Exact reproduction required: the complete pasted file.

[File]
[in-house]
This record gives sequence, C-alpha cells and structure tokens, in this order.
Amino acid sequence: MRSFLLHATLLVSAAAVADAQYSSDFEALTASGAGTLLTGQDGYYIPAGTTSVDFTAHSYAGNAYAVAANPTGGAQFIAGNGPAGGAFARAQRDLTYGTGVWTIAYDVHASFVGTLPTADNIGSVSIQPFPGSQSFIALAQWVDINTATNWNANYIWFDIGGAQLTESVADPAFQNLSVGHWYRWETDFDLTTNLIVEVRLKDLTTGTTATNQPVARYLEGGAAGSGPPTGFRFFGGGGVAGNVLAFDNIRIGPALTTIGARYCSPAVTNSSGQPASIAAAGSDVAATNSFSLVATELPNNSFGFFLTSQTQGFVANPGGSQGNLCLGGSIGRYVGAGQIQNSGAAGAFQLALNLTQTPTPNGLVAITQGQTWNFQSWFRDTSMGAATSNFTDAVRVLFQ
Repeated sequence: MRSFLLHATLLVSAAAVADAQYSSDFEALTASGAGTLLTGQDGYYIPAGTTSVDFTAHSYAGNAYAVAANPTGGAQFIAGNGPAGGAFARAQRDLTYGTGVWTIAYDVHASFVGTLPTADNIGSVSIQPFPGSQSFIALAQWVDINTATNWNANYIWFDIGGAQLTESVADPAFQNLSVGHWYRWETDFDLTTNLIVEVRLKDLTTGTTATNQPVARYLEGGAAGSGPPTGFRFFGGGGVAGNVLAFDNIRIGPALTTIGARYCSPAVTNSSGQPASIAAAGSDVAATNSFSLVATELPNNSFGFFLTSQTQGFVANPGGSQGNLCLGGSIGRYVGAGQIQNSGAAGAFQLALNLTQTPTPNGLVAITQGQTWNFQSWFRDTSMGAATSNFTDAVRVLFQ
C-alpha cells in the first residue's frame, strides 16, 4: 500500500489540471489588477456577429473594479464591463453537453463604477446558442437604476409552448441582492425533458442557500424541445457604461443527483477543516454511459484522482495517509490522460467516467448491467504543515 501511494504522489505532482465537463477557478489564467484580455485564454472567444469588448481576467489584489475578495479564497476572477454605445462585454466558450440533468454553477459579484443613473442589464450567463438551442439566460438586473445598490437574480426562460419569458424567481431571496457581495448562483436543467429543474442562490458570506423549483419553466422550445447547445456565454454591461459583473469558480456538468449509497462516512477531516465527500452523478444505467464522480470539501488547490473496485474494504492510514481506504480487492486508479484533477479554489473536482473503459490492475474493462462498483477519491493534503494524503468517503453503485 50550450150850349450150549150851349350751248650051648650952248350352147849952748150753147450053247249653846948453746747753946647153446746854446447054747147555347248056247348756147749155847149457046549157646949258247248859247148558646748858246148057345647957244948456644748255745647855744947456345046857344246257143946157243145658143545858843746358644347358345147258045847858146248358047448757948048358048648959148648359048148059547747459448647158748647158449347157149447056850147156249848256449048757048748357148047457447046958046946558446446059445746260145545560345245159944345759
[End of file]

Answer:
[in-house]
This record gives sequence, C-alpha cells and structure tokens, in this order.
Amino acid sequence: MRSFLLHATLLVSAAAVADAQYSSDFEALTASGAGTLLTGQDGYYIPAGTTSVDFTAHSYAGNAYAVAANPTGGAQFIAGNGPAGGAFARAQRDLTYGTGVWTIAYDVHASFVGTLPTADNIGSVSIQPFPGSQSFIALAQWVDINTATNWNANYIWFDIGGAQLTESVADPAFQNLSVGHWYRWETDFDLTTNLIVEVRLKDLTTGTTATNQPVARYLEGGAAGSGPPTGFRFFGGGGVAGNVLAFDNIRIGPALTTIGARYCSPAVTNSSGQPASIAAAGSDVAATNSFSLVATELPNNSFGFFLTSQTQGFVANPGGSQGNLCLGGSIGRYVGAGQIQNSGAAGAFQLALNLTQTPTPNGLVAITQGQTWNFQSWFRDTSMGAATSNFTDAVRVLFQ
Repeated sequence: MRSFLLHATLLVSAAAVADAQYSSDFEALTASGAGTLLTGQDGYYIPAGTTSVDFTAHSYAGNAYAVAANPTGGAQFIAGNGPAGGAFARAQRDLTYGTGVWTIAYDVHASFVGTLPTADNIGSVSIQPFPGSQSFIALAQWVDINTATNWNANYIWFDIGGAQLTESVADPAFQNLSVGHWYRWETDFDLTTNLIVEVRLKDLTTGTTATNQPVARYLEGGAAGSGPPTGFRFFGGGGVAGNVLAFDNIRIGPALTTIGARYCSPAVTNSSGQPASIAAAGSDVAATNSFSLVATELPNNSFGFFLTSQTQGFVANPGGSQGNLCLGGSIGRYVGAGQIQNSGAAGAFQLALNLTQTPTPNGLVAITQGQTWNFQSWFRDTSMGAATSNFTDAVRVLFQ
C-alpha cells in the first residue's frame, strides 16, 4: 500500500489540471489588477456577429473594479464591463453537453463604477446558442437604476409552448441582492425533458442557500424541445457604461443527483477543516454511459484522482495517509490522460467516467448491467504543515 501511494504522489505532482465537463477557478489564467484580455485564454472567444469588448481576467489584489475578495479564497476572477454605445462585454466558450440533468454553477459579484443613473442589464450567463438551442439566460438586473445598490437574480426562460419569458424567481431571496457581495448562483436543467429543474442562490458570506423549483419553466422550445447547445456565454454591461459583473469558480456538468449509497462516512477531516465527500452523478444505467464522480470539501488547490473496485474494504492510514481506504480487492486508479484533477479554489473536482473503459490492475474493462462498483477519491493534503494524503468517503453503485 50550450150850349450150549150851349350751248650051648650952248350352147849952748150753147450053247249653846948453746747753946647153446746854446447054747147555347248056247348756147749155847149457046549157646949258247248859247148558646748858246148057345647957244948456644748255745647855744947456345046857344246257143946157243145658143545858843746358644347358345147258045847858146248358047448757948048358048648959148648359048148059547747459448647158748647158449347157149447056850147156249848256449048757048748357148047457447046958046946558446446059445746260145545560345245159944345759